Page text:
Spincter of Oddi Wiki
Sphincter of Oddi Wiki
Sphincter of Oddi Overview
It would take a lot of imagination to figure out where exactly the sphincter of Oddi is inside your body. Oftentimes, we classify this information as things exclusive for the physicians’ minds. However it would be very useful to familiarize ourselves with them too in order to understand diseases and normal function of our bodies. It would be of great help for you and for your loved ones. Always remember that bodily processes almost always act like dominoes to make things a lot simpler.
Sphincter of Oddi Purpose
The sphincter of Oddi, or the hepatopancreatic ampulla, is a sphincter that serves as the “door” between the common bile duct and the duodenum. The common bile duct, or the CBD in some references, is the passageway of bile from the gallbladder and other secretions from the pancreas. The duodenum is part of the small intestine where most of the breakdown of food occurs after the stomach. When you are not eating, the sphincter of Oddi is “closed” or contracted. It serves as a high-pressure zone of resistance against bile flow. This is to prevent reflux of contents of your duodenum into the common bile duct and pancreatic duct; and to promote filling of the gallbladder. When you eat, sensors inside your duodenum would indicate presence of fat and amino acids which would then stimulate production of the peptide hormone, cholecystokinin or CCK, inside your duodenum. The production of CCK would consequently stimulate the gallbladder to release its contents, which is bile. When the pressure of bile exceeds 100 mm, the sphincter of Oddi “opens” by relaxation releasing bile and other pancreatic juices into the duodenum.
Sphincter of Oddi Anatomy
The sphincter of Oddi contains both longitudinal and circular smooth muscles, surrounding the ampulla of Vater. It is composed of three discrete areas of muscle or “mini” sphincters: the sphincter papillae, sphincter pancreaticus, and the sphincter choledochus. It is usually at the level of the ampulla that the end of the common bile duct and pancreatic duct fuse. However they may be anatomic variations with regard to these structures, where they fuse and on where they empty in the duodenum.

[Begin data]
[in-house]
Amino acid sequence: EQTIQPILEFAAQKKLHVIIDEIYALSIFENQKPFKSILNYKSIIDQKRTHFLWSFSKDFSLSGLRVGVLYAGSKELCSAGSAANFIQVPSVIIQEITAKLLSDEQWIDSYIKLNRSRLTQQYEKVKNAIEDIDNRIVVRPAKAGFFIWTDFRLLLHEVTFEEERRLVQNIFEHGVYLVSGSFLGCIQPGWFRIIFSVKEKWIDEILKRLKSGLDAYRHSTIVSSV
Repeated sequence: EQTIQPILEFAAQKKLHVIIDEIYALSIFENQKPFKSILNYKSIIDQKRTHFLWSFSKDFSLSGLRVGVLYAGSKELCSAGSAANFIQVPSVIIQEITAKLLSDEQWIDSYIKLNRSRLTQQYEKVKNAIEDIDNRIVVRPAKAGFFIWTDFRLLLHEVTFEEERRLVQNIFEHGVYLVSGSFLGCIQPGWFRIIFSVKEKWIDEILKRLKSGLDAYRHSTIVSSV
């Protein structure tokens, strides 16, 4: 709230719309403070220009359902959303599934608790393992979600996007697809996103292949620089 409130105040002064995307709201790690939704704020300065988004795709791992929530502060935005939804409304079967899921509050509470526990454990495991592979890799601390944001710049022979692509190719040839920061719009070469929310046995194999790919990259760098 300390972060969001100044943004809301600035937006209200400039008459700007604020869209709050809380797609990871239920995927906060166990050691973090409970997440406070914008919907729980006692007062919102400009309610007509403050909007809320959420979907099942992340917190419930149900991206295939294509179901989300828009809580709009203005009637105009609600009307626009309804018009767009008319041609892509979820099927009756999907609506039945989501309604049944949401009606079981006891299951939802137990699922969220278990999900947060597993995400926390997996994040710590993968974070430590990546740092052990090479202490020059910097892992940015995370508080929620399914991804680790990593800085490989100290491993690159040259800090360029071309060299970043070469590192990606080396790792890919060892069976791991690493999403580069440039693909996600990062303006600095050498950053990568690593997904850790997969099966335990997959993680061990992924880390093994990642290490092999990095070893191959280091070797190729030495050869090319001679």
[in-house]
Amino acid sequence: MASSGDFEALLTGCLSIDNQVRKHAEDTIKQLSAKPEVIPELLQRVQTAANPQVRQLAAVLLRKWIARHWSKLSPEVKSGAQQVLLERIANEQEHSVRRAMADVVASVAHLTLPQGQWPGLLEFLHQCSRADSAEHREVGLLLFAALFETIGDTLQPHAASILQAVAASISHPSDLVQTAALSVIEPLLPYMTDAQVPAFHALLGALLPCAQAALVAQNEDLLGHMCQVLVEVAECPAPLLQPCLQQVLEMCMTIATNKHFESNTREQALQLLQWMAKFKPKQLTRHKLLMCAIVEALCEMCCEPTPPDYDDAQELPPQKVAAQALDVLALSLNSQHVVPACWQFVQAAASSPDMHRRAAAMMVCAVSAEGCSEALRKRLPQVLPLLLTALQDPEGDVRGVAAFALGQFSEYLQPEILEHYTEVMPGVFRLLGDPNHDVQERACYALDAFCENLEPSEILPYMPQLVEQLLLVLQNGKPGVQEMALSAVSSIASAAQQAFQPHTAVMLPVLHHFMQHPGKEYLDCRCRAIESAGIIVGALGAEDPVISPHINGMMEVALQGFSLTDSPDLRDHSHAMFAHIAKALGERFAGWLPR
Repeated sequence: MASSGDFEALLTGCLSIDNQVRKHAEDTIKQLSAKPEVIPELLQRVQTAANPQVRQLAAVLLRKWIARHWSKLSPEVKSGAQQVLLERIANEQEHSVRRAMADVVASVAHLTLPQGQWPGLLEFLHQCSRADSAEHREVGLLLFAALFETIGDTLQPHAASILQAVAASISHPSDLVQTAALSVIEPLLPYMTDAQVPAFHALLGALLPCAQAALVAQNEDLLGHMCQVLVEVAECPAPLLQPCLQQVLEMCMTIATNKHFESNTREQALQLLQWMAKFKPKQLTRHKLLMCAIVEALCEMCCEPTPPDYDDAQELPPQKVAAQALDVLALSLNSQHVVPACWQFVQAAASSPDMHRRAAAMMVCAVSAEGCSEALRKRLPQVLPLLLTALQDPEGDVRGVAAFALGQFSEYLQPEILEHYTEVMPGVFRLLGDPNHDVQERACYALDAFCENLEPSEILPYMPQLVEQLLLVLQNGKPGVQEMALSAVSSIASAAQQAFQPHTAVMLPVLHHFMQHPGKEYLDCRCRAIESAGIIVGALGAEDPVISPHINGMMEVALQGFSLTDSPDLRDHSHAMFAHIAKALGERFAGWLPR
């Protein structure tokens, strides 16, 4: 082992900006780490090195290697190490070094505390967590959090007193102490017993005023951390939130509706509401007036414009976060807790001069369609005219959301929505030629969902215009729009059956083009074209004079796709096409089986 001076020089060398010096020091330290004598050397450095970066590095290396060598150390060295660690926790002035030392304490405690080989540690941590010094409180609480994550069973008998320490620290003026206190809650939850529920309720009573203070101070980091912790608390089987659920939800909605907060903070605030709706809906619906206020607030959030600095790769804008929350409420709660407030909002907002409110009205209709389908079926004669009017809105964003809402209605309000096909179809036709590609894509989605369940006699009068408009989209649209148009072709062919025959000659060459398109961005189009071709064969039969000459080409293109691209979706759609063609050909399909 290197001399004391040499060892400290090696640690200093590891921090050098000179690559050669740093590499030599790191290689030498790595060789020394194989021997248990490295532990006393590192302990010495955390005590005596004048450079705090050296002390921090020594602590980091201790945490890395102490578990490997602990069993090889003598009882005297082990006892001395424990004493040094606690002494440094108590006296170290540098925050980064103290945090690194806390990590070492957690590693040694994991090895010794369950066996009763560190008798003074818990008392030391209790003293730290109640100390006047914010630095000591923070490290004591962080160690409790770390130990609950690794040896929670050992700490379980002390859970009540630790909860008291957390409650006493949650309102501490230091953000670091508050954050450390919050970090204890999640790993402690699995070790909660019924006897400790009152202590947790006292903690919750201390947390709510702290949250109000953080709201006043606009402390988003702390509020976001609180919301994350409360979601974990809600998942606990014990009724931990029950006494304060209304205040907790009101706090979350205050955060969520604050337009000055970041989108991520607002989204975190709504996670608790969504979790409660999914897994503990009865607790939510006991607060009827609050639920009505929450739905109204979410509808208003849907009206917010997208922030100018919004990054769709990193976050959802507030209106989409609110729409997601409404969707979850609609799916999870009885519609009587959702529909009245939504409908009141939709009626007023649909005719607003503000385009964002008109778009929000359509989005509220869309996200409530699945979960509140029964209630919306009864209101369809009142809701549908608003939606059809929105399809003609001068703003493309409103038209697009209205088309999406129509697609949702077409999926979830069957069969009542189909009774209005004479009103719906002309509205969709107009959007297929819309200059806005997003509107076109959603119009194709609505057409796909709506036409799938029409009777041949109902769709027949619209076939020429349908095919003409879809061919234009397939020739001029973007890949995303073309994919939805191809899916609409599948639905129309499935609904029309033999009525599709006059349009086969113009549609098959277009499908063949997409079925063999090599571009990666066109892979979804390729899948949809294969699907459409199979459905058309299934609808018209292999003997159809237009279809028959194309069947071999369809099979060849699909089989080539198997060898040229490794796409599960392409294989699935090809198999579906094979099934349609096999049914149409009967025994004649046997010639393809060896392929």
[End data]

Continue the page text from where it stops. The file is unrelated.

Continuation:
Why the name sphincter of Oddi?
The eponym for, or the man behind the name of, the sphincter of Oddi is Ruggero Oddi, a surgeon in Rome, Italy. He died on 1906. However, the sphincter was already described by Glisson during the 17th century.
Sphincter of Oddi Dysfunction
The relaxation of the sphincter is under neuroendocrine control. Abnormalities in the hormone production, response or in the structure of the sphincter itself may cause a subsequent change in the function of the sphincter of Oddi. With these, there are two types of sphincter of Oddi dysfunction: (1) papillary stenosis and (2) sphincter dyskinesia. The former as mentioned, is more of a structural anatomic abnormality most of the time because of scarring or fibrosis that narrows the sphincter. The latter is related to the neuroendocrine control of the sphincter of Oddi and is usually an intermittent obstruction of the sphincter because of muscle spasm.